Being a cheeky little ass, she bumped me and muttered, “Morgan.” Then giggled.
“Careful, or I’ll jump into you.” I told her.
“Mmm, maybe I’m curious,” Troubleshooter said. Oh, right, the alcohol. I snapped my fingers and cleared Troubleshooter of all the intoxication as we got up. She shook her head. “Thanks. Can we just forget that? And have you checked to make sure you’re not doing some subconscious thing to make people like you?”
Could be. Like my feelings of attraction or desire to be liked or seen as hot are influencing everyone around me.
In the other room, Diode and Grimalkin took center stage. More of the crew, most of whom I haven’t interacted with so closely, were steering clear and leaving the chemical engineering and astrophysics to these two heroes. Troubleshooter and I took a few minutes to check it over. I noticed her disapproval at some of the workmanship of some of these satellite-killer robots Diode had built. “A problem?”
“No, it’ll do. Just personal taste, I guess.” She didn’t approve of the exposed hoses, but chances were astronomical that it would matter. For good measure, I added a little extra strength to those materials. Astronomical chances have a tendency to occur near me, for good or bad. Plus, it’s space. We’re sending these things into “astronomical.”
Grimalkin’s contribution was a delivery system for the reducing agent and superheated acid. The plan was for me to protect the mundane satellites in forcefields that protect them from the chemicals and block them off from Parietal’s broadcasting. We’re not going to leave it to chance; Grimalkin’s going to dose Earth’s orbit and expose any of those satellites Diode hasn’t already mapped out. Diode’s little satellite-killers are going be in place, protected against the chemical attack. They’ll take down Parietal’s satellites that they know about and converge on any we don’t know about.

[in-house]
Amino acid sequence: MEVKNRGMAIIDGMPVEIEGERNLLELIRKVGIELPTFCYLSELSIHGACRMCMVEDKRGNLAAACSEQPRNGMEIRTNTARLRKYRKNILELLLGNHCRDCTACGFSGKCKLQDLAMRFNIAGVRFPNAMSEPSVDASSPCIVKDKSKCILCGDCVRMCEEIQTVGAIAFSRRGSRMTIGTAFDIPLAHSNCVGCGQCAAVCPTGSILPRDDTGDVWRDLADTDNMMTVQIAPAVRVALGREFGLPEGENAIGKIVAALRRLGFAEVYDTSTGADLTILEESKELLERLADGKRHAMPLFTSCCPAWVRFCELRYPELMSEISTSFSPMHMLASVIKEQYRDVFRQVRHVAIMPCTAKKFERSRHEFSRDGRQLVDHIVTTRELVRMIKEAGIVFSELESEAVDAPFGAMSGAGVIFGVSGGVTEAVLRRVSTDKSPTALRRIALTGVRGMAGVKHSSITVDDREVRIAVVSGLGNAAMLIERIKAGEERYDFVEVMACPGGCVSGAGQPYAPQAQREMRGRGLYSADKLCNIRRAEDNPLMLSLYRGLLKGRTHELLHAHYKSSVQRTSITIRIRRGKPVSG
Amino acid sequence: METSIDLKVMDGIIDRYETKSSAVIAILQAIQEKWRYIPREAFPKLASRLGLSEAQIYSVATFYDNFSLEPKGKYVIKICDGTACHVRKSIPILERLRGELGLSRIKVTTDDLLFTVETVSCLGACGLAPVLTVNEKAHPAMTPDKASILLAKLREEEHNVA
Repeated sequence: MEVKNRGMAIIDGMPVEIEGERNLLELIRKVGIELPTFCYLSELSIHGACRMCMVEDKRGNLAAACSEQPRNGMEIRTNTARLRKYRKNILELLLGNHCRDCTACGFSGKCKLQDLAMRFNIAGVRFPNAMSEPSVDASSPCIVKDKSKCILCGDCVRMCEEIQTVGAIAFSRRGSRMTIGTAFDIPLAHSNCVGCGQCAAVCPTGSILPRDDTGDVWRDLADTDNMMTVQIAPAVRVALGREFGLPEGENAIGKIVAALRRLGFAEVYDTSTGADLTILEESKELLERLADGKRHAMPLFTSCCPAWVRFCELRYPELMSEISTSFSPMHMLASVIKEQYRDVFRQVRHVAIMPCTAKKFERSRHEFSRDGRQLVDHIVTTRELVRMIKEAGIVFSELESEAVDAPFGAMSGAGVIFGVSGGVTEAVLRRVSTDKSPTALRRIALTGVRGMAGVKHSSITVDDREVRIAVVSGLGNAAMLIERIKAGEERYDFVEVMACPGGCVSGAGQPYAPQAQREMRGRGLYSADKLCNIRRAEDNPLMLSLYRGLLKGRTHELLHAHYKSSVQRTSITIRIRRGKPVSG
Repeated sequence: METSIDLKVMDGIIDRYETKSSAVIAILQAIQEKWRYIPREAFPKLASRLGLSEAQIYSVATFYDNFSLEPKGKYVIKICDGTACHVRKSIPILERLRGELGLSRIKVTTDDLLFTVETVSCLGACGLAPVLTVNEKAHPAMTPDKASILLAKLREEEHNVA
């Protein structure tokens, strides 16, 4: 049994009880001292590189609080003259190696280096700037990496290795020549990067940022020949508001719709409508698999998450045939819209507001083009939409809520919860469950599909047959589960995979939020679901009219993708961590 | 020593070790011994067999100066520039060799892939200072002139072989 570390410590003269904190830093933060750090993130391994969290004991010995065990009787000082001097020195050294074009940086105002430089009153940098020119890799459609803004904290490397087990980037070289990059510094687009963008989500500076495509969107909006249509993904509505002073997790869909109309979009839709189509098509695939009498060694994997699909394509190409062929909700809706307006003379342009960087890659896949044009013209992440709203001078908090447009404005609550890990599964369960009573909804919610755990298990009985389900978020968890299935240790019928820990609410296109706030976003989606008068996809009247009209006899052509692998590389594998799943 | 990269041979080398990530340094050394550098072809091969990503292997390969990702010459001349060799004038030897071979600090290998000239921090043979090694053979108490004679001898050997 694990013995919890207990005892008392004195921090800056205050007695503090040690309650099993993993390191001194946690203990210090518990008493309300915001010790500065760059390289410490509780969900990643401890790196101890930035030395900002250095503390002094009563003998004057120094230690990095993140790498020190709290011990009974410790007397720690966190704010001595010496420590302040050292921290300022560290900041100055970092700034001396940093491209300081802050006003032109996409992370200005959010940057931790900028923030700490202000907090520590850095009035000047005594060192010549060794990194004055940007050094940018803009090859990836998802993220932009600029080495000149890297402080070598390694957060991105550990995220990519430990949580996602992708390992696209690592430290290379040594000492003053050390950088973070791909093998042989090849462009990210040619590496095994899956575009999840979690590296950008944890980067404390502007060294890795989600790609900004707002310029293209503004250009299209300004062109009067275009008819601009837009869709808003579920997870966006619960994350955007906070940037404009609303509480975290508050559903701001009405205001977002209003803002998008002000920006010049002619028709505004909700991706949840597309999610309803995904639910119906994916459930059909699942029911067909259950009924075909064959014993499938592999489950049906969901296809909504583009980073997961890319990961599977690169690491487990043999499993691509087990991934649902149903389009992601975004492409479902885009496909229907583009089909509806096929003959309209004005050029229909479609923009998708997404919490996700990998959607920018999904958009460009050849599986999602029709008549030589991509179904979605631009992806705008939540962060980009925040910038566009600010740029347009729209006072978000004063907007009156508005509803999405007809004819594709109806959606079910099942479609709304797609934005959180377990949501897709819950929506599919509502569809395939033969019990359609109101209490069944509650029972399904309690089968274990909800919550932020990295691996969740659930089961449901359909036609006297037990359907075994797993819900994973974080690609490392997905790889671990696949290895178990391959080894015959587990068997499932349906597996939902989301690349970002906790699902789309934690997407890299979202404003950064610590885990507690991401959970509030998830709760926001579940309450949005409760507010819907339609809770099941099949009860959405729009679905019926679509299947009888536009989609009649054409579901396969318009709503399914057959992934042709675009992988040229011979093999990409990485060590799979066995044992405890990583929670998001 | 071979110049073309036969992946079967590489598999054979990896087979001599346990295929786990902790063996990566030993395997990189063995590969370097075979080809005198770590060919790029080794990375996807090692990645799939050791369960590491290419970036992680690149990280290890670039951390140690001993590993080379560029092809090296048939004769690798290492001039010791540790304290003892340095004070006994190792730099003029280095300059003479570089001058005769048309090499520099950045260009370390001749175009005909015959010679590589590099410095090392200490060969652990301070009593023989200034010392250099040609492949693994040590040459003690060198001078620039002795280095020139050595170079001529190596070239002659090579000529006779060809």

Simple. I wonder how it’ll all go wrong? After all, I asked Troubleshooter why I couldn’t just do a good godly chemical attack on everything at once, and she warned that Parietal might have some way of detecting my powers’ usage. But mainly, she wants to give these young’uns the experience.
The first stage of the attack was opening a bunch of portals for Grimalkin to pump everything out of. First, the reducing agent to de-passivate the chromium in Parietal’s protective alloy. Some acids help Chromium form a barrier that protects it from corrosion by other materials, including other acids. That’s called “passivating” it. This stuff fucks up that barrier. The next stuff he sprayed through all of Earth orbit was one of those nice little chemicals, which also eats away at regular satellites. That’s why I stepped in to protect the rest. The whole thing was less dangerous than what I had planned.
I had planned an actual Kessler situation, causing enough destruction that shards of satellites would spread out and damage other ones, knocking loose more debris that would strike even more. It would effectively deny space to humanity for a generation, but would almost certainly have wiped out Parietal’s toys. The team took the nicer way out.
“There’s some activity,” Troubleshooter noticed on the monitors.
Diode walked over and typed away, neckbolts flashing with a little electricity as he deployed the satellite-killers everywhere they already figured stuff out. “We found a way to track some of these signals. So far there’s nothing new in the sky. There’s about to be even less.”
“No,” I reached out, using these powers to watch everything on my own power. These satellites were exposed, and Diode seemed to have found all but one. The last was a large platform, maneuvering under its own power, shedding the alloy plating that protected it from us.
I teleported out into space. The view was distracting. Dear reader, have you ever seen the Earth from space? Even just through the feed of some space station? It’s mesmerizing. Axinomancer… Morgan didn’t want to look away either. I did, and looked to the capsule floating through space. I reached out with my mind to connect to the computer system inside. “What are you?”
“You found me,” the voice was as devoid of emotion as the writing in Empyreal City.
I doubted it, but then Parietal’s mind pushed at mind. It had been formatted to fit onto hard drives, and was using this connection with me to download and overwrite mine. “Naughty, naughty,” I chided. He even tried to download into Morgan here. Nope. We’re not taking roommates.
Nothing fancy. I blocked him off easily. I’ve fought with my mind before, and I was stronger. I ripped out a chunk of knowledge. This was him, as near as Parietal seemed to know. He could’ve created a copy and then deleted the knowledge, but that’s what I needed, along with confirmation that he did indeed contact the God Murderer Three. I needed a quick name to use for them. I cut him off and disconnected from him, then melted this thing down into scrap that I hurled off toward the moon.